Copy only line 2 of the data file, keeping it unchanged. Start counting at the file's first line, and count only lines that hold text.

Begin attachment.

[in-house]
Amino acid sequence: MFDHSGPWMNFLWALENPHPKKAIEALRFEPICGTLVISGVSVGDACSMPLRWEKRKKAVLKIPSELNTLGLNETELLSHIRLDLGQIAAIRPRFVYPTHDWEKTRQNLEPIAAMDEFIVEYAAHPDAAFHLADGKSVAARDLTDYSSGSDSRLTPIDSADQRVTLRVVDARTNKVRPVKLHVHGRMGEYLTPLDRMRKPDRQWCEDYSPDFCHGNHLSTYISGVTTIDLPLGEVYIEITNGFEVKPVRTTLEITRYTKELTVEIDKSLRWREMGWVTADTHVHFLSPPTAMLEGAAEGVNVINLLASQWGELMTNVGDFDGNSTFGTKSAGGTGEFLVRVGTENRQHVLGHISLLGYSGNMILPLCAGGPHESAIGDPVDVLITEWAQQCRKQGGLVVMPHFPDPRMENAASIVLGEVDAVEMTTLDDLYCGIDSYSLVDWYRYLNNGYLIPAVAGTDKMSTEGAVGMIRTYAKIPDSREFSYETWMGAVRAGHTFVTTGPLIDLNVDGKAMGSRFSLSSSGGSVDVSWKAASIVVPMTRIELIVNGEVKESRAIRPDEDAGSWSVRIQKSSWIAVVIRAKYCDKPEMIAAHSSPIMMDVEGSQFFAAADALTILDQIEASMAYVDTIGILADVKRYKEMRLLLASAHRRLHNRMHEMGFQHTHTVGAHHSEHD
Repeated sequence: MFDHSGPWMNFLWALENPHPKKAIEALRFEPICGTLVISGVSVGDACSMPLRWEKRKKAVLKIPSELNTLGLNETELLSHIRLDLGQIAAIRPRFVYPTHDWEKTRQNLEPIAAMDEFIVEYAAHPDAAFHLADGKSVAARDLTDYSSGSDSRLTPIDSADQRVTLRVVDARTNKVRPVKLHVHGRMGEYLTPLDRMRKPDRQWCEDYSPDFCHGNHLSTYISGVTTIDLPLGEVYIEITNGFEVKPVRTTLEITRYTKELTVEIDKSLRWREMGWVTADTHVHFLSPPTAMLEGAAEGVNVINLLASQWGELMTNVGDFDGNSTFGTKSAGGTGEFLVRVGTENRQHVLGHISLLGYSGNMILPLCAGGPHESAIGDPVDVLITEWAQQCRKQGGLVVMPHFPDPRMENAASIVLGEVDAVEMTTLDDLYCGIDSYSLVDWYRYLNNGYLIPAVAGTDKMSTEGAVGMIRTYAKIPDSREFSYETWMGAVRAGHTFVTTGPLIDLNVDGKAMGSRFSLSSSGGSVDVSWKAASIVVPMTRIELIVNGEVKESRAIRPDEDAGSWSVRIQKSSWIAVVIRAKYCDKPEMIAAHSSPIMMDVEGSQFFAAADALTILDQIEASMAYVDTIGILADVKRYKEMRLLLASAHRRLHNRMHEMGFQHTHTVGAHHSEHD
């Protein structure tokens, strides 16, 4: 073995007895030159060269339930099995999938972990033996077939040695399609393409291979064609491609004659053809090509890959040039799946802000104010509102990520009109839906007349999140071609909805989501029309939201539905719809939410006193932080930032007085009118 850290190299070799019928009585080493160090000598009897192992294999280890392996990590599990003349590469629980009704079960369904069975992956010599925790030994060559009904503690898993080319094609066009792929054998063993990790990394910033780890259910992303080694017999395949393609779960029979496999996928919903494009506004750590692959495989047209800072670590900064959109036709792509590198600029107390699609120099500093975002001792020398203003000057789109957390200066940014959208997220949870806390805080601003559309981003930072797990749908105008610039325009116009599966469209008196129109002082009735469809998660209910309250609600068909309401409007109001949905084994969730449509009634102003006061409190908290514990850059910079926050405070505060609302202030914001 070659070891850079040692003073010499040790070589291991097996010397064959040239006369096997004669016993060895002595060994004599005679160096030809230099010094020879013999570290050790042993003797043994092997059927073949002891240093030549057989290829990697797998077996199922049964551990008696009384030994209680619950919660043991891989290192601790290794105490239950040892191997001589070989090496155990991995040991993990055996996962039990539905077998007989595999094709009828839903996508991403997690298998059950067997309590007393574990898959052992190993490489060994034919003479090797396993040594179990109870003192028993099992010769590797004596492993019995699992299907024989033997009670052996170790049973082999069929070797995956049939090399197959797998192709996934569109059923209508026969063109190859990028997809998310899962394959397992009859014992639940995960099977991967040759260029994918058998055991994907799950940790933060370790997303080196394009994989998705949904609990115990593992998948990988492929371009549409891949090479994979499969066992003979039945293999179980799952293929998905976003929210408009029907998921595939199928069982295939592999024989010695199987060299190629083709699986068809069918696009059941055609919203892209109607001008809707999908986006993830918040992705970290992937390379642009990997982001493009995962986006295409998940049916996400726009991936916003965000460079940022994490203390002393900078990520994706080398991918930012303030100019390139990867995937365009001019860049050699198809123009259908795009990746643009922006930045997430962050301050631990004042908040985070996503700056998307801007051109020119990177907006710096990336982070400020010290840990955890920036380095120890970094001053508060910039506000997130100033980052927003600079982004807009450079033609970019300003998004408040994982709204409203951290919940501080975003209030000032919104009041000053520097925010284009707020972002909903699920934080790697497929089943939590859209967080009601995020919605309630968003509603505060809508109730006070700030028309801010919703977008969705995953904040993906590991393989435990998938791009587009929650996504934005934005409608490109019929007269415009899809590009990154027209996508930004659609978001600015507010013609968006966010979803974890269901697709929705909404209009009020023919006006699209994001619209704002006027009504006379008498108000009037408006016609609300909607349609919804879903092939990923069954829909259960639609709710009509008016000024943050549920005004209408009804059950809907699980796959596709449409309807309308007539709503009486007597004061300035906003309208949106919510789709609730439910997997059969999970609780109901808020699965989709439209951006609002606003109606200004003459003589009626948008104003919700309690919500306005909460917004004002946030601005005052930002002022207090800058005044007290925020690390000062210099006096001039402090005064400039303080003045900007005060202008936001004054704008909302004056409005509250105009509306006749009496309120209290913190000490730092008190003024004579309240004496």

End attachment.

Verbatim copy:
Amino acid sequence: MFDHSGPWMNFLWALENPHPKKAIEALRFEPICGTLVISGVSVGDACSMPLRWEKRKKAVLKIPSELNTLGLNETELLSHIRLDLGQIAAIRPRFVYPTHDWEKTRQNLEPIAAMDEFIVEYAAHPDAAFHLADGKSVAARDLTDYSSGSDSRLTPIDSADQRVTLRVVDARTNKVRPVKLHVHGRMGEYLTPLDRMRKPDRQWCEDYSPDFCHGNHLSTYISGVTTIDLPLGEVYIEITNGFEVKPVRTTLEITRYTKELTVEIDKSLRWREMGWVTADTHVHFLSPPTAMLEGAAEGVNVINLLASQWGELMTNVGDFDGNSTFGTKSAGGTGEFLVRVGTENRQHVLGHISLLGYSGNMILPLCAGGPHESAIGDPVDVLITEWAQQCRKQGGLVVMPHFPDPRMENAASIVLGEVDAVEMTTLDDLYCGIDSYSLVDWYRYLNNGYLIPAVAGTDKMSTEGAVGMIRTYAKIPDSREFSYETWMGAVRAGHTFVTTGPLIDLNVDGKAMGSRFSLSSSGGSVDVSWKAASIVVPMTRIELIVNGEVKESRAIRPDEDAGSWSVRIQKSSWIAVVIRAKYCDKPEMIAAHSSPIMMDVEGSQFFAAADALTILDQIEASMAYVDTIGILADVKRYKEMRLLLASAHRRLHNRMHEMGFQHTHTVGAHHSEHD